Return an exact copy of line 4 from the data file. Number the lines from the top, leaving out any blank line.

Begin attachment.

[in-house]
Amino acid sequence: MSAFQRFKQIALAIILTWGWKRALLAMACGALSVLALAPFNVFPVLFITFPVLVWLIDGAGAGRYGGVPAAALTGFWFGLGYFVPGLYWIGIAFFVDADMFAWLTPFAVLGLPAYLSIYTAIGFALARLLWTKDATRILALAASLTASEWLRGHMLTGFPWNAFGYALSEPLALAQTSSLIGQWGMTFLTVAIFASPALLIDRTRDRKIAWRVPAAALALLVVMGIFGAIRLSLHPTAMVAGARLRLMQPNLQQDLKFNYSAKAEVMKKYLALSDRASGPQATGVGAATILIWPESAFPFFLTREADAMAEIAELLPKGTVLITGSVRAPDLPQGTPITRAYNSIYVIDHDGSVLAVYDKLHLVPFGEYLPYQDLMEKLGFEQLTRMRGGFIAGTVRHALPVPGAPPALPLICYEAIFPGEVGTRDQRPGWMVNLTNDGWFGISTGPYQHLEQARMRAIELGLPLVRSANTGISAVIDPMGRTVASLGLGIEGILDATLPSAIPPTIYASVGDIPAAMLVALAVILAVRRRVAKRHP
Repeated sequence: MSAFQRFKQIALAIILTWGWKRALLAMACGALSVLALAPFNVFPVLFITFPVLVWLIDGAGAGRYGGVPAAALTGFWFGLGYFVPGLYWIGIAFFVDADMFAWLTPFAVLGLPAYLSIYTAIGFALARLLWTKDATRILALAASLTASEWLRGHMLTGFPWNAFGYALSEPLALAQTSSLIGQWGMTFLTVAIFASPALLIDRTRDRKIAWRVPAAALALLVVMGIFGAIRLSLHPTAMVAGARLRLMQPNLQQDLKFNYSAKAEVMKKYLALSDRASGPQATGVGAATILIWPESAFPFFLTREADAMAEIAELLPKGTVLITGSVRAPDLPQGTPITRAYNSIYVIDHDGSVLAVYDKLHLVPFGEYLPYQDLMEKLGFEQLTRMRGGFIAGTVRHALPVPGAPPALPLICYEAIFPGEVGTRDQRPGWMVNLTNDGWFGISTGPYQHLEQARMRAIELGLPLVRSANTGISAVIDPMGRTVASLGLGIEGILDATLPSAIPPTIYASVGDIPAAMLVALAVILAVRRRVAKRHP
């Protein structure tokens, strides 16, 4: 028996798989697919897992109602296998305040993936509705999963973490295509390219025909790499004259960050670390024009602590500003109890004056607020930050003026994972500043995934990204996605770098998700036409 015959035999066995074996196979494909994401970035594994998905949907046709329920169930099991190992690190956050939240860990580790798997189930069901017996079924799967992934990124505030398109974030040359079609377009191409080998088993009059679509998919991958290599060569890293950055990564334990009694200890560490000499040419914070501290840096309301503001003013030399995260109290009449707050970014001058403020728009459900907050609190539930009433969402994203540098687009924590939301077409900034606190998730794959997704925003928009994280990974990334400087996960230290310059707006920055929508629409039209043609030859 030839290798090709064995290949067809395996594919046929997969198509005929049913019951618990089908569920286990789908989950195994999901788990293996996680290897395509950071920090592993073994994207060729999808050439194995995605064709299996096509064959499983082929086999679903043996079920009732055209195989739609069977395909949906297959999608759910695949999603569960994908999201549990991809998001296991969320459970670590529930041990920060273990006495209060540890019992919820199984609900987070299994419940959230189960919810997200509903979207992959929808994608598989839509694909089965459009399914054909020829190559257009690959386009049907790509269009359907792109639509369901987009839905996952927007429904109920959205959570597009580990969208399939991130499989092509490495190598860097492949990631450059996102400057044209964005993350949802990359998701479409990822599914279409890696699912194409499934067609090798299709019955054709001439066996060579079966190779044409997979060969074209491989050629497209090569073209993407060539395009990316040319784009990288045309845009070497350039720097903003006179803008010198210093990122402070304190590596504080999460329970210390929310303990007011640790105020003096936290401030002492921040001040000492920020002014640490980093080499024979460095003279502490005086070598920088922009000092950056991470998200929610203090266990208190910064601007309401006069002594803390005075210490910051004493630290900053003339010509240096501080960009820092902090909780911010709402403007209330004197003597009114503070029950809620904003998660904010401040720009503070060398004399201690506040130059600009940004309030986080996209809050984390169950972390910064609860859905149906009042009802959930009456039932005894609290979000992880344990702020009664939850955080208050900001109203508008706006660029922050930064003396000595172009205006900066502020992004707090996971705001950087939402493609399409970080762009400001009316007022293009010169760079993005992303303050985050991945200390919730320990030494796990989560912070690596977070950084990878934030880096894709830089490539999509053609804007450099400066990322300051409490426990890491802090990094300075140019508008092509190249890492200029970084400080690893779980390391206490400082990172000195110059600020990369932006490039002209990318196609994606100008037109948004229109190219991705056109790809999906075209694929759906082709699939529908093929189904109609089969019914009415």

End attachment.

């Protein structure tokens, strides 16, 4: 028996798989697919897992109602296998305040993936509705999963973490295509390219025909790499004259960050670390024009602590500003109890004056607020930050003026994972500043995934990204996605770098998700036409 015959035999066995074996196979494909994401970035594994998905949907046709329920169930099991190992690190956050939240860990580790798997189930069901017996079924799967992934990124505030398109974030040359079609377009191409080998088993009059679509998919991958290599060569890293950055990564334990009694200890560490000499040419914070501290840096309301503001003013030399995260109290009449707050970014001058403020728009459900907050609190539930009433969402994203540098687009924590939301077409900034606190998730794959997704925003928009994280990974990334400087996960230290310059707006920055929508629409039209043609030859 030839290798090709064995290949067809395996594919046929997969198509005929049913019951618990089908569920286990789908989950195994999901788990293996996680290897395509950071920090592993073994994207060729999808050439194995995605064709299996096509064959499983082929086999679903043996079920009732055209195989739609069977395909949906297959999608759910695949999603569960994908999201549990991809998001296991969320459970670590529930041990920060273990006495209060540890019992919820199984609900987070299994419940959230189960919810997200509903979207992959929808994608598989839509694909089965459009399914054909020829190559257009690959386009049907790509269009359907792109639509369901987009839905996952927007429904109920959205959570597009580990969208399939991130499989092509490495190598860097492949990631450059996102400057044209964005993350949802990359998701479409990822599914279409890696699912194409499934067609090798299709019955054709001439066996060579079966190779044409997979060969074209491989050629497209090569073209993407060539395009990316040319784009990288045309845009070497350039720097903003006179803008010198210093990122402070304190590596504080999460329970210390929310303990007011640790105020003096936290401030002492921040001040000492920020002014640490980093080499024979460095003279502490005086070598920088922009000092950056991470998200929610203090266990208190910064601007309401006069002594803390005075210490910051004493630290900053003339010509240096501080960009820092902090909780911010709402403007209330004197003597009114503070029950809620904003998660904010401040720009503070060398004399201690506040130059600009940004309030986080996209809050984390169950972390910064609860859905149906009042009802959930009456039932005894609290979000992880344990702020009664939850955080208050900001109203508008706006660029922050930064003396000595172009205006900066502020992004707090996971705001950087939402493609399409970080762009400001009316007022293009010169760079993005992303303050985050991945200390919730320990030494796990989560912070690596977070950084990878934030880096894709830089490539999509053609804007450099400066990322300051409490426990890491802090990094300075140019508008092509190249890492200029970084400080690893779980390391206490400082990172000195110059600020990369932006490039002209990318196609994606100008037109948004229109190219991705056109790809999906075209694929759906082709699939529908093929189904109609089969019914009415």